In this comprehensive guide for calligraphy beginners, you’ll learn about the various different kinds of calligraphy, like pointed pen, broad edge, and brush pen. You’ll also find resources for getting started in the type of calligraphy that resonates with you, along with practice tips, free resources, and encouragement.
Earlier this week, a reporter interviewed me for a local magazine. She specifically wanted to know about calligraphy, which is one of my passions and a cornerstone of TPK. Everything was going well until she asked, “And how important do you think it is for kids to learn calligraphy?”
That was when I realized that “calligraphy” means different things to different people. When I think of calligraphy, I see pointed pen calligraphy (which is difficult — and unnecessary — for children to learn). For the reporter, good handwriting and calligraphy were synonymous. Still others consider brush pen calligraphy to be the predominant form of calligraphy, and there are many people who see broad edge calligraphy in their mind’s eye when the word “calligraphy” pops up.
Buckle in. Today, we’re going to examine all the different types of calligraphy. My goal is to connect you with the kind of calligraphy that resonates with you best. I will then give you the vocabulary and the resources to follow your interest.
Different Types of Calligraphy
According to Merriam-Webster, “calligraphy” means “artistic, stylized, or elegant handwriting or lettering” or “the art of producing such writing”. Its root, “kalli”, means “beautiful”. In short, any piece of visually-appealing writing can be considered calligraphy. “Calligraphy” is just an umbrella word, kind of like “cake”. You might tell me that you like cake, but what kind? There are so many! Calligraphy is the same way. In this section, we’ll talk about the main types.
1. Pointed Pen Calligraphy
In pointed pen calligraphy, you use a flexible pointed nib to create thin upstrokes and thick downstrokes. This type of calligraphy relies on pressure. When you exert pressure on your pen, the nib splits at the end and can create a thick downstroke. When you let up on pressure, the split closes and you create a thin upstroke. It’s worth noting that there are two types of pointed pen calligraphy: modern and traditional.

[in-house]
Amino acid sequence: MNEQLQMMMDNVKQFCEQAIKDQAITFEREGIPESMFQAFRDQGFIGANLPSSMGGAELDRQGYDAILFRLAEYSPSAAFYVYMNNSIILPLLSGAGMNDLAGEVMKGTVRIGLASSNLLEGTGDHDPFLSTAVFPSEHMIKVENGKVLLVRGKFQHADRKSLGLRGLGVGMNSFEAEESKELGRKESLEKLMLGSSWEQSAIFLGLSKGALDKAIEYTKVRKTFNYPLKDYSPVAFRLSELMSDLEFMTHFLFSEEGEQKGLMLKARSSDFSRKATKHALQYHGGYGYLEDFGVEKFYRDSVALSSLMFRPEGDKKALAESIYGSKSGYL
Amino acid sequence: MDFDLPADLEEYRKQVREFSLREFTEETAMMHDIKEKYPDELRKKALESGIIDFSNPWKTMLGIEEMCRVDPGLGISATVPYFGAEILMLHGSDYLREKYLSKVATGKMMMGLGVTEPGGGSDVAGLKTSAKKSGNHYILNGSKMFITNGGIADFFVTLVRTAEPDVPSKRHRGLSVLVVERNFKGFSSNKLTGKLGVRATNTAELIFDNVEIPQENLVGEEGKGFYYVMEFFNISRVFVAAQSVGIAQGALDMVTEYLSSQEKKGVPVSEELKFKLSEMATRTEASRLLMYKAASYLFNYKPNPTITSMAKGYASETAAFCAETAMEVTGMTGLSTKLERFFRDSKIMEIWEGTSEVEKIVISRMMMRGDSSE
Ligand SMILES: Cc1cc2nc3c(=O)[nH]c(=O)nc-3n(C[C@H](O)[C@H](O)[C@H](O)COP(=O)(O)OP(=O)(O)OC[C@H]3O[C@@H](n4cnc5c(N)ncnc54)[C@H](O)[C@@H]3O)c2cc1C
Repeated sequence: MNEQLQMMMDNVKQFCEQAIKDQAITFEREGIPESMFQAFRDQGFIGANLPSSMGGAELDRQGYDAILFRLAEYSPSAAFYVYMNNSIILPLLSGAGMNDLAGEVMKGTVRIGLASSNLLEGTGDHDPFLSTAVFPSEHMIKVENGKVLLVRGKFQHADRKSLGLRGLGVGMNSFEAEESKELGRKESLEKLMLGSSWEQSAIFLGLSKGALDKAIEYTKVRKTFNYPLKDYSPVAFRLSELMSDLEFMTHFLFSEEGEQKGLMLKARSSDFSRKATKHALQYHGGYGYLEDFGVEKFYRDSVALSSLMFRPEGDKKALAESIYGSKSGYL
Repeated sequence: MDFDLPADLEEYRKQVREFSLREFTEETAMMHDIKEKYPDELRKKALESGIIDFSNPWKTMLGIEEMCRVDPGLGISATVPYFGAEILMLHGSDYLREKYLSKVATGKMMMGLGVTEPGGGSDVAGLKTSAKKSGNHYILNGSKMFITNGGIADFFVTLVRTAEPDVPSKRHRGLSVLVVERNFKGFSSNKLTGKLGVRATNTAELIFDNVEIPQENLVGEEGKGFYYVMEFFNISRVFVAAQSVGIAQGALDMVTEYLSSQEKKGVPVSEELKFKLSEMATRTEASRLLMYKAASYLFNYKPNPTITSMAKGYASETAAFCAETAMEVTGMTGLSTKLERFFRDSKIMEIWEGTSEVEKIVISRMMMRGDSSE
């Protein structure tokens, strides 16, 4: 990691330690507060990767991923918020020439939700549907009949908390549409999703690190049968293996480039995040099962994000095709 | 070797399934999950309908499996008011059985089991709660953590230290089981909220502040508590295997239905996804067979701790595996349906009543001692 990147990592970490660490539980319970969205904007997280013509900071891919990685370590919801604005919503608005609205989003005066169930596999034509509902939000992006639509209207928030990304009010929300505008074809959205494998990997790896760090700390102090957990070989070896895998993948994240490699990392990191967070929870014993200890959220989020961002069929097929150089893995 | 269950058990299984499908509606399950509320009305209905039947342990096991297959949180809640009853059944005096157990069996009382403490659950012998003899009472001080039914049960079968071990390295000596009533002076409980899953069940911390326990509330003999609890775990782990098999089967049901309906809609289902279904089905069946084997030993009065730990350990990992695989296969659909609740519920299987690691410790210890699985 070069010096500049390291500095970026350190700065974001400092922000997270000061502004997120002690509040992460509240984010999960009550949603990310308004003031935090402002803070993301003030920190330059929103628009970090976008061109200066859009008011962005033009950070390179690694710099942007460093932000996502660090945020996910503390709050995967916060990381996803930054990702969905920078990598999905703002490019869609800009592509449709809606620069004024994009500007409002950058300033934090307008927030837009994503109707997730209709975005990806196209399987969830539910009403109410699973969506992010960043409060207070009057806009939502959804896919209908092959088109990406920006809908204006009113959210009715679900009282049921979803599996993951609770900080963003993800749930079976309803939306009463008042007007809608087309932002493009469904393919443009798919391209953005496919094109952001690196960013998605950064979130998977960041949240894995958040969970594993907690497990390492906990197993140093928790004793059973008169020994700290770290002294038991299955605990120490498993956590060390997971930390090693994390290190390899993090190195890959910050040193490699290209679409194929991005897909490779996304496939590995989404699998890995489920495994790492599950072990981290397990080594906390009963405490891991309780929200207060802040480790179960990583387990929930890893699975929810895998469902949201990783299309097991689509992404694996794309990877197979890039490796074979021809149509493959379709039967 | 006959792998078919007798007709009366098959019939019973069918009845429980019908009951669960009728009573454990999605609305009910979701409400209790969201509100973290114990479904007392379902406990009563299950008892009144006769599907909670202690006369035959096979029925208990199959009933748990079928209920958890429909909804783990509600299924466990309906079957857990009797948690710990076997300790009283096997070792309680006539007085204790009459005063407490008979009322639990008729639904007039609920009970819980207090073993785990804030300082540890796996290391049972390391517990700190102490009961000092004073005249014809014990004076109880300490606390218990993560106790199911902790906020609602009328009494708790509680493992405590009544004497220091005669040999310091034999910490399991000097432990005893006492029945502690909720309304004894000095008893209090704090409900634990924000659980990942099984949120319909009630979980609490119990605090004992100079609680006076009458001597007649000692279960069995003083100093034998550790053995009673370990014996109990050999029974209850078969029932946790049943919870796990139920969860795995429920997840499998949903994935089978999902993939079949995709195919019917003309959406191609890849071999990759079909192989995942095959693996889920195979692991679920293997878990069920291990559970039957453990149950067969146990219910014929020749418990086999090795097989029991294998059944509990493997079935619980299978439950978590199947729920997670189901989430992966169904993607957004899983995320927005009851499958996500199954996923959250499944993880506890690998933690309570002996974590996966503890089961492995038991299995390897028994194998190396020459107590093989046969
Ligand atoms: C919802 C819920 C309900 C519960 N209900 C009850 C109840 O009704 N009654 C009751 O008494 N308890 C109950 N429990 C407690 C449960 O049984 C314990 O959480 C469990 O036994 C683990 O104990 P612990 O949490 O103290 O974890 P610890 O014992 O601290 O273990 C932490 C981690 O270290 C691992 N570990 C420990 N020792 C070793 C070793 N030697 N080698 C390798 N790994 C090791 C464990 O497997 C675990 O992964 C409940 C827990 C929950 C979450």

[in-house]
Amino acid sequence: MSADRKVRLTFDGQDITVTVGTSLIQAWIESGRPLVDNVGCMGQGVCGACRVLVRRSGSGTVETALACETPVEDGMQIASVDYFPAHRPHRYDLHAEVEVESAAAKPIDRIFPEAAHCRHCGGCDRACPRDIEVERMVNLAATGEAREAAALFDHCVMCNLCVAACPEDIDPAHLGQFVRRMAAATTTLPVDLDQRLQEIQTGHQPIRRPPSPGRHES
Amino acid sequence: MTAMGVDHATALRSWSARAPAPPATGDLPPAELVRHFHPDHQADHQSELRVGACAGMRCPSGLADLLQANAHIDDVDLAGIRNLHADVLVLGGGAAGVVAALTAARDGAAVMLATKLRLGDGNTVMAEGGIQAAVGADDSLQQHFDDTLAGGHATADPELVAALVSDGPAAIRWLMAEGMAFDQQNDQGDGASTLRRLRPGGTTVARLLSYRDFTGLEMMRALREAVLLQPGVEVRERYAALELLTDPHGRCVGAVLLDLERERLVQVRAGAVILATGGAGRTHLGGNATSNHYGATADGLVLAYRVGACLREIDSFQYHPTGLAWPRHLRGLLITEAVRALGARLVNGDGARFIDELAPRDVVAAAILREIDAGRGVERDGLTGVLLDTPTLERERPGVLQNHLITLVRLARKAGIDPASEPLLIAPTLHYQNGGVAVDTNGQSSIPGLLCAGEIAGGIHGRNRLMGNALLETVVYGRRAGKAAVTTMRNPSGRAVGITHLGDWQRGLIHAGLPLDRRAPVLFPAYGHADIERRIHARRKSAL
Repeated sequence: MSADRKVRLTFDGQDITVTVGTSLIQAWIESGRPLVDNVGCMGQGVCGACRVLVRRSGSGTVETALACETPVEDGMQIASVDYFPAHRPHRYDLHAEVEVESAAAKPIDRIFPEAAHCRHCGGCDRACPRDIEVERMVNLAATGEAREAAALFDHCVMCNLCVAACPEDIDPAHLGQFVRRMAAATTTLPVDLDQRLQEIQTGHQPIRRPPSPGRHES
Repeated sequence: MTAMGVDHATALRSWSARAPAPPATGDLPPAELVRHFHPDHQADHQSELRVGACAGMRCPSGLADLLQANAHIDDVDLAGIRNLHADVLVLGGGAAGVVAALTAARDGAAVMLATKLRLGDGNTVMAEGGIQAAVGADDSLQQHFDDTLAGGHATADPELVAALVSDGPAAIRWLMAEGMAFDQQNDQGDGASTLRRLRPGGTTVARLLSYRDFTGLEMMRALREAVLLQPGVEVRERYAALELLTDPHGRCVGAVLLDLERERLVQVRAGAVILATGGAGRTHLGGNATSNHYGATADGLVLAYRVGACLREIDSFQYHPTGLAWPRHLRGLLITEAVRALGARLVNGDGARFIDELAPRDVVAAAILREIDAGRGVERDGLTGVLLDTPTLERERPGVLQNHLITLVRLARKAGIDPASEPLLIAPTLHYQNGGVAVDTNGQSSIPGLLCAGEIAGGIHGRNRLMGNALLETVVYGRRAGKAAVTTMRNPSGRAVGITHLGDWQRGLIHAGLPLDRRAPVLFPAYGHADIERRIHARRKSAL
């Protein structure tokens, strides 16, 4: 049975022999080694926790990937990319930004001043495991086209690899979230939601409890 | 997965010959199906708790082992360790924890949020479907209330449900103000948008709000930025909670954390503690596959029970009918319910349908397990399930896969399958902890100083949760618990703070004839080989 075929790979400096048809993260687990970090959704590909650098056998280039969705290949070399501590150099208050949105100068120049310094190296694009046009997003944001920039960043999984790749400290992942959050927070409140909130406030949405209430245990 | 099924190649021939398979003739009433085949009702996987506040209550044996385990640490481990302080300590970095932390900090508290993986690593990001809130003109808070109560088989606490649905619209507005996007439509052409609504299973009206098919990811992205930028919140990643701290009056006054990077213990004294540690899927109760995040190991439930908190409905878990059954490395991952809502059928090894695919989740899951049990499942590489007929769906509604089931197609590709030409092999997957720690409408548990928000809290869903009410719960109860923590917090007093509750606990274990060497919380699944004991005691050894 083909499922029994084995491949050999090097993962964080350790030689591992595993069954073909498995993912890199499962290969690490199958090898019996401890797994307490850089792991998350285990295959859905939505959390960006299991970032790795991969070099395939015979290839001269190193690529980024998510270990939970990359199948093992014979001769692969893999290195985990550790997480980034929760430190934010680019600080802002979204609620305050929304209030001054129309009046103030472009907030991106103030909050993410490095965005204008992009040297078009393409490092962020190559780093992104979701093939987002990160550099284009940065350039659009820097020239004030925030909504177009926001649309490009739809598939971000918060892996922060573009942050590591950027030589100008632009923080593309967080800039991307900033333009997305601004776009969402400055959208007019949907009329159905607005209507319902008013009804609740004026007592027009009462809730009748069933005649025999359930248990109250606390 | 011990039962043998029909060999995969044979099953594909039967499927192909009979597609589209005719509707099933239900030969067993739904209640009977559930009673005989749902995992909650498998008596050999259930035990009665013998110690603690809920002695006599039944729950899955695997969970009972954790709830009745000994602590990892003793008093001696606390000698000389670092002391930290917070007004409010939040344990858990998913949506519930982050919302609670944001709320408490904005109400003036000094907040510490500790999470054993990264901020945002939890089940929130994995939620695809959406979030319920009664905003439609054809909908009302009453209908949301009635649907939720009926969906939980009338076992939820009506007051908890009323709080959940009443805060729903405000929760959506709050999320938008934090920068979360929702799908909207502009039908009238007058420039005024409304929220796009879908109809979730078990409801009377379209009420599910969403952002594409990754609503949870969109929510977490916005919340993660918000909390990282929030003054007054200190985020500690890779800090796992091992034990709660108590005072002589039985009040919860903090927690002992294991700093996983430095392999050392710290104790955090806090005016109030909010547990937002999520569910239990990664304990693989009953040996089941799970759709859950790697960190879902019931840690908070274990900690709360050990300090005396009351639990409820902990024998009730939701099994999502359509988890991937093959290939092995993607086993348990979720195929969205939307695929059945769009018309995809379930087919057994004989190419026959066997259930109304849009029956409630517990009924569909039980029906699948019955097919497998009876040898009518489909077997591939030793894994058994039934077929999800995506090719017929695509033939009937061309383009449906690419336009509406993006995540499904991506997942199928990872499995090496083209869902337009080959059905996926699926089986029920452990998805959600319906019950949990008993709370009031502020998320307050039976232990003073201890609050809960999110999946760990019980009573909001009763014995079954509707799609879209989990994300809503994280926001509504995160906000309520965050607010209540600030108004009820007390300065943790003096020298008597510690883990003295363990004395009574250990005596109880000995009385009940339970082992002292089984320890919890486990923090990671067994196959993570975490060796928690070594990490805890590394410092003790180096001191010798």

Pointed pen calligraphy is HUGE on this website, so there are umpteenth resources for learning it here. If this calligraphy style is your jam, you can watch the following video — which includes a free worksheet — to get started:
To create broad edge calligraphy, you use nibs that have a flat or angled edge nib. You navigate the nib’s width to control the thickness of your strokes. Basically, where pointed pen calligraphy relies on pressure exertion, broad edge calligraphy is all about the nib’s position. In general, broad edge calligraphy favors block letterforms.
I don’t pretend to be an expert on this calligraphy style. So, I’m including a tutorial video in this article by someone who is: Tamer Ghoneim of Blackletter Foundry.
Broad edge calligraphy supplies dovetail with pointed pen calligraphy supplies. You can use the same pen holder, paper, and ink; but you’ll need a different nib. Get all the broad edge calligraphy supply information you need here.
In brush pen calligraphy, you use a tapered marker to create letterforms. Brush pen calligraphy pulls elements from both pointed pen and broad edge calligraphy in that you vary your pressure and your nib position in order to achieve stroke contrast. This calligraphy style owes its popularity to its accessibility: you just need a marker to get started, and you can write on any type of paper.
There’s not much to creating brush pen calligraphy, as I’ll show you in this 2.5-minute tutorial: